Three Steps to Successful New Product and Service Development
Do you want to increase the success rate of new product and service development? Most executives do because a stream of successful new products and services is among the top financial drivers for most companies. Happily, there is a wealth of research that offers a very clear idea of how to improve your success rate.
With so much interest in innovation and branded product management methods, it’s time to step back and zero in on the primary drivers of success so that you can lead your organizations to better decisions. In this article I break down the topic to help you apply common sense, experience, and most importantly data from hundreds of projects and companies to help you sort out fad, fact and fiction. You will need to get three things right: the product or service, the team and committing your executives to a successful operating environment.
You Can Improve Your New Product Success Rate
Not sure yet that you should be focused on your success rate? That’s OK, you may find the idea appealing but think that there isn’t much headroom to get better — that all these years building products has enabled us to wring out the best practices and use them consistently. It turns out that this has not happened.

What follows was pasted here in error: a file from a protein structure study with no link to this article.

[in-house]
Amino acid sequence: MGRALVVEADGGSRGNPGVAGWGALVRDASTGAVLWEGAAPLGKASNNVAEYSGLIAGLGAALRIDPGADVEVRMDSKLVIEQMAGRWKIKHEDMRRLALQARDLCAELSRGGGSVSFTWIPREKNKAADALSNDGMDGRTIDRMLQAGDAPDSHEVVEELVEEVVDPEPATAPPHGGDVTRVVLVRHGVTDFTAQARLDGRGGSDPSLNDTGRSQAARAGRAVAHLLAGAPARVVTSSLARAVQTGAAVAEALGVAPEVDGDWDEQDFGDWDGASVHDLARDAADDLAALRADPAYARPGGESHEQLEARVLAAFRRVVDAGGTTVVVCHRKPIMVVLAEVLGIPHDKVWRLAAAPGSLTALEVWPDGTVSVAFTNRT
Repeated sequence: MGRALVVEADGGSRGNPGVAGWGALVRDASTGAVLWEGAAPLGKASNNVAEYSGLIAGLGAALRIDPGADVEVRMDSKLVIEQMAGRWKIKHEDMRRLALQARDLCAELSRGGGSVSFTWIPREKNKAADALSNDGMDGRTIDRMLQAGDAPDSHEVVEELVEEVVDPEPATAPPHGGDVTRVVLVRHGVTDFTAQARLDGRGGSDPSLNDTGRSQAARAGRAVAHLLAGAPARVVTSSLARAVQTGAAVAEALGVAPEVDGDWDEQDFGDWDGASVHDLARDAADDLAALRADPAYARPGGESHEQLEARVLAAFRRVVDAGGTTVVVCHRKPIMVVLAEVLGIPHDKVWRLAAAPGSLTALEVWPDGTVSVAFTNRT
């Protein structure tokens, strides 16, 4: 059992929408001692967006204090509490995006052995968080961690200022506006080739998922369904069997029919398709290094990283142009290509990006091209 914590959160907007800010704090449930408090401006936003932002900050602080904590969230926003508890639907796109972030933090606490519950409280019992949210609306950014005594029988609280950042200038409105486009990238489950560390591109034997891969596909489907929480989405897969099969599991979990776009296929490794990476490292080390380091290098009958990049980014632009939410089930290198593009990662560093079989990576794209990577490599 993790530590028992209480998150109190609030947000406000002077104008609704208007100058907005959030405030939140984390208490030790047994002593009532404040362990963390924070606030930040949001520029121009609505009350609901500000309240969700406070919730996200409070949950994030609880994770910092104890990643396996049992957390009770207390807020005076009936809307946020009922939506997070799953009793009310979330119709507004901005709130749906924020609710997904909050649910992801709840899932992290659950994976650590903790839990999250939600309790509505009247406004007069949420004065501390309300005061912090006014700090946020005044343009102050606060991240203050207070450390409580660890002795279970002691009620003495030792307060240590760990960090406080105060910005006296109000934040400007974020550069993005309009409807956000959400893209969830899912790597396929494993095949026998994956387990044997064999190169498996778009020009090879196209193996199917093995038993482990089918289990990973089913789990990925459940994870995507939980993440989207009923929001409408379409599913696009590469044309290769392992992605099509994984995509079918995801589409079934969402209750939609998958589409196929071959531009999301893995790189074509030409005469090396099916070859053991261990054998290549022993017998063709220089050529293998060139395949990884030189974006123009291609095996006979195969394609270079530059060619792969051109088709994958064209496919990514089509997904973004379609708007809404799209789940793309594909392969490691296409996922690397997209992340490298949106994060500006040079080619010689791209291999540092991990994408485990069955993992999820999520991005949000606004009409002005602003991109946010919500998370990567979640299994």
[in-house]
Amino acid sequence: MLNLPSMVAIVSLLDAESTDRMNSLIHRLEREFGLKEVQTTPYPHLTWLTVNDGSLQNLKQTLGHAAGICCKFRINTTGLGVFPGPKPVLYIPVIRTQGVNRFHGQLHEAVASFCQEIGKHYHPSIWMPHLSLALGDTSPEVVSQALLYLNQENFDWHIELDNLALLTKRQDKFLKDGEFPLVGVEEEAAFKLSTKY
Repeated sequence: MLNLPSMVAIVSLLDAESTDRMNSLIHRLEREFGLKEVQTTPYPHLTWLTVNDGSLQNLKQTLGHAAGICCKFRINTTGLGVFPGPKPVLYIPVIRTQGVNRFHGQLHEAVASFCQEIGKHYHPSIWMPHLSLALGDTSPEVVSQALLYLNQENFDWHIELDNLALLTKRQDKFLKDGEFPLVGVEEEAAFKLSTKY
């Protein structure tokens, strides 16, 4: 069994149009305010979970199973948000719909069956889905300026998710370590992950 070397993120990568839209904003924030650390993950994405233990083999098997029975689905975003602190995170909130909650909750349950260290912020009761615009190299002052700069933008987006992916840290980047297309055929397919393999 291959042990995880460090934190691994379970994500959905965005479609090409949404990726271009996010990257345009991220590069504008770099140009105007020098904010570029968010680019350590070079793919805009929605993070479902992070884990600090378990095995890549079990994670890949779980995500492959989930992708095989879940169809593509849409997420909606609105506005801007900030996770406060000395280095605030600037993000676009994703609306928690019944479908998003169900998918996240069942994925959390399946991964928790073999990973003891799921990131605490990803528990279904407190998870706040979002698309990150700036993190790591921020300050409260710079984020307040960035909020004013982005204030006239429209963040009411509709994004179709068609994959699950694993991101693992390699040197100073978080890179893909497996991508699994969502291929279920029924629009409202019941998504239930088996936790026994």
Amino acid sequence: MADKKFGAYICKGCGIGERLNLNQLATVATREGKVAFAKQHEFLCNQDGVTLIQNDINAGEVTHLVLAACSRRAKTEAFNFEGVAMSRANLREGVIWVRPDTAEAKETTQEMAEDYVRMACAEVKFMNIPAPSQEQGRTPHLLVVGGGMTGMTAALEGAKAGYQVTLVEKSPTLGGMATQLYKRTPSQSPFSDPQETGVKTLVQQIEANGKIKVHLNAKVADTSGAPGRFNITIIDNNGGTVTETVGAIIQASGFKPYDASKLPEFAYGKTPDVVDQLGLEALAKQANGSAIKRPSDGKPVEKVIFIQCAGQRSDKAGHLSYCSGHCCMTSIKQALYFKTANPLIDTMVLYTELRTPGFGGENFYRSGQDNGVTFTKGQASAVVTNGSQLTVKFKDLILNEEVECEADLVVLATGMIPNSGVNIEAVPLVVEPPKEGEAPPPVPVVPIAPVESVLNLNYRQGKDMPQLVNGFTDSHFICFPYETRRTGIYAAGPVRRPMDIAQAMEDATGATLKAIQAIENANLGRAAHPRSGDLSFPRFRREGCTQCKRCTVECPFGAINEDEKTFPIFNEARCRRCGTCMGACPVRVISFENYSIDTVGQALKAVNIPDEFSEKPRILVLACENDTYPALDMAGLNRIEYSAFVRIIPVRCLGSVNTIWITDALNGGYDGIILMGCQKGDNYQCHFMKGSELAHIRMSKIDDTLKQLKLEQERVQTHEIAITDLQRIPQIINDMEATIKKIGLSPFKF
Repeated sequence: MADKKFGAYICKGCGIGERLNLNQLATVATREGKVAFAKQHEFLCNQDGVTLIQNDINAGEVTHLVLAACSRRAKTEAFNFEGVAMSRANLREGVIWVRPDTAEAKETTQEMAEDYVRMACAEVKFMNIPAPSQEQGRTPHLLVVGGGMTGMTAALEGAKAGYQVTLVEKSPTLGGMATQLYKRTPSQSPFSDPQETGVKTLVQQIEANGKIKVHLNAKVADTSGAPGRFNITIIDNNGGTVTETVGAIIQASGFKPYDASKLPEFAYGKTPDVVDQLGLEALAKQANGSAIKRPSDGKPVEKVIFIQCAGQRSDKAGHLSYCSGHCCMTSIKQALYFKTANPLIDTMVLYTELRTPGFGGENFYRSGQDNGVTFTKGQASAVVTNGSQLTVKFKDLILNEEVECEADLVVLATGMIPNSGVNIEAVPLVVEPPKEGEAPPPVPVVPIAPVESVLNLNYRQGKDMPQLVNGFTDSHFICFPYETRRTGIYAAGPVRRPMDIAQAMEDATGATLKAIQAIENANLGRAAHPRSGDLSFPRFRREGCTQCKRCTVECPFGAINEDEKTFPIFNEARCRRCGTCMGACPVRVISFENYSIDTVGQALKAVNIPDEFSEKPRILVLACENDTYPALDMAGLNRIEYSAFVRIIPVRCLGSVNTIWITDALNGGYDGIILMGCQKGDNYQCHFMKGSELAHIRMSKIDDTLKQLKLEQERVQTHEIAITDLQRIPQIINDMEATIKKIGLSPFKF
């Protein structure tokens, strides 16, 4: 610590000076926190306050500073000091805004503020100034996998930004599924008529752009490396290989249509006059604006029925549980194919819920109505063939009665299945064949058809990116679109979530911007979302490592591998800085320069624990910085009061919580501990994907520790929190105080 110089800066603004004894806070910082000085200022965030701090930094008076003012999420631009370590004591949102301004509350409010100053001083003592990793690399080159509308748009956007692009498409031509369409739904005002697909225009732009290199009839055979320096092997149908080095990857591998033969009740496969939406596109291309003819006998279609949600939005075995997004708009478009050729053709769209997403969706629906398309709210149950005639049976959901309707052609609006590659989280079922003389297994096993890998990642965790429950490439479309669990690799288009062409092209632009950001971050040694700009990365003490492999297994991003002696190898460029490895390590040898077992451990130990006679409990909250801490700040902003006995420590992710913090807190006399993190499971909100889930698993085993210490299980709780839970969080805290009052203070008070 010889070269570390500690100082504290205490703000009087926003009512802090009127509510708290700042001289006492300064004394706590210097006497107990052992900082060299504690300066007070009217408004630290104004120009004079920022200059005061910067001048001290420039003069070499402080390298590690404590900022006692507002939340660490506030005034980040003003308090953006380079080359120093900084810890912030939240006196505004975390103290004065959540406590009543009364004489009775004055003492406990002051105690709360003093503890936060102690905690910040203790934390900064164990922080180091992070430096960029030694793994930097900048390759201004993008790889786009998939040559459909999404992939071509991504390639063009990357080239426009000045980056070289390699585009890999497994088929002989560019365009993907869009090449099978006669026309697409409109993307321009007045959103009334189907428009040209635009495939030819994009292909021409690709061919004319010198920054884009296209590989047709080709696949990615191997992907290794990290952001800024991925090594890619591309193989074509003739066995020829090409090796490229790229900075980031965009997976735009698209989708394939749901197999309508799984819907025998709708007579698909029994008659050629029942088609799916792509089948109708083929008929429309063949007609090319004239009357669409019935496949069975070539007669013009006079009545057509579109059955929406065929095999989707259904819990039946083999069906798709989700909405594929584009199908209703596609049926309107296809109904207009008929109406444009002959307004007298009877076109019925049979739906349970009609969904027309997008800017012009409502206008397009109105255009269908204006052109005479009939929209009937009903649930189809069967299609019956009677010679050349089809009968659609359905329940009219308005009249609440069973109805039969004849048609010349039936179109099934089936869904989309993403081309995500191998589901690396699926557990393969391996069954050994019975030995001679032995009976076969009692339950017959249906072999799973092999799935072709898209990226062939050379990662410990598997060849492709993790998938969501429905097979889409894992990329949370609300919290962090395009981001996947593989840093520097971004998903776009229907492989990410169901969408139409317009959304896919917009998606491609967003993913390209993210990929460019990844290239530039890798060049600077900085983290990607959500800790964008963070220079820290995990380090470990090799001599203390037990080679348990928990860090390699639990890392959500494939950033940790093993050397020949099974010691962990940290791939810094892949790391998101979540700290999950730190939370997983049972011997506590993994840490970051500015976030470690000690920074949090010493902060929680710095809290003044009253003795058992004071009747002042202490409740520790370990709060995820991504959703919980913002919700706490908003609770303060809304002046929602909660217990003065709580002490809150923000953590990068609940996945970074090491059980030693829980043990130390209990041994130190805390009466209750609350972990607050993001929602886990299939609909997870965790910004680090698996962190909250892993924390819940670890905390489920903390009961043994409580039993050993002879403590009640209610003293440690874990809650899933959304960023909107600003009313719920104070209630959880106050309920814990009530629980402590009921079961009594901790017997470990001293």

Success rates in product generation are surprisingly low. In a later post I’ll go into this in more depth, but for now, I’ll just share a few of the more optimistic numbers. Robert Cooper’s research (2011) and Cooper and Edgett (2012)indicate that products that launch have a success rate of around 60% and 50% respectively. This squares well with a review of research on innovation success rates (Castellion and Markham, 2013) that put the post-launch success rate at about 60% as well. Other studies break out success rates by industry, but these are among some of the higher averages.
To be fair, not all concepts should make it to launch. For now, let’s just say that 60% is optimistic given that some pre-launch failures constitute waste. Further, more aggressive innovation projects that create value that is new to the world or at least the company have much lower success rates. Estimates are as low as 5% (Keeley et al, 2013). Pick your favorite metric and you will be left with the conclusion that there is huge opportunity to do better at generating successful products.
Another reason for overconfidence in product generation occurs in mid-size companies. Let’s say your company started off with a single product that was a hit and has been able to build itself into a mid-size company with a stream of minor enhancements and marketing. There are two reasons that optimism may not be warranted.
First, there is no law of small numbers… you have been up to the plate once and hit a double. While wealth has been generated, the results from a single swing at the ball doesn’t give you a batting average… you may well find that success eludes you in future programs. What is pernicious about this scenario is that your initial success may get in the way of learning, leading to a desire to repeat things as you did them before even when your success may have been despite the approach you took.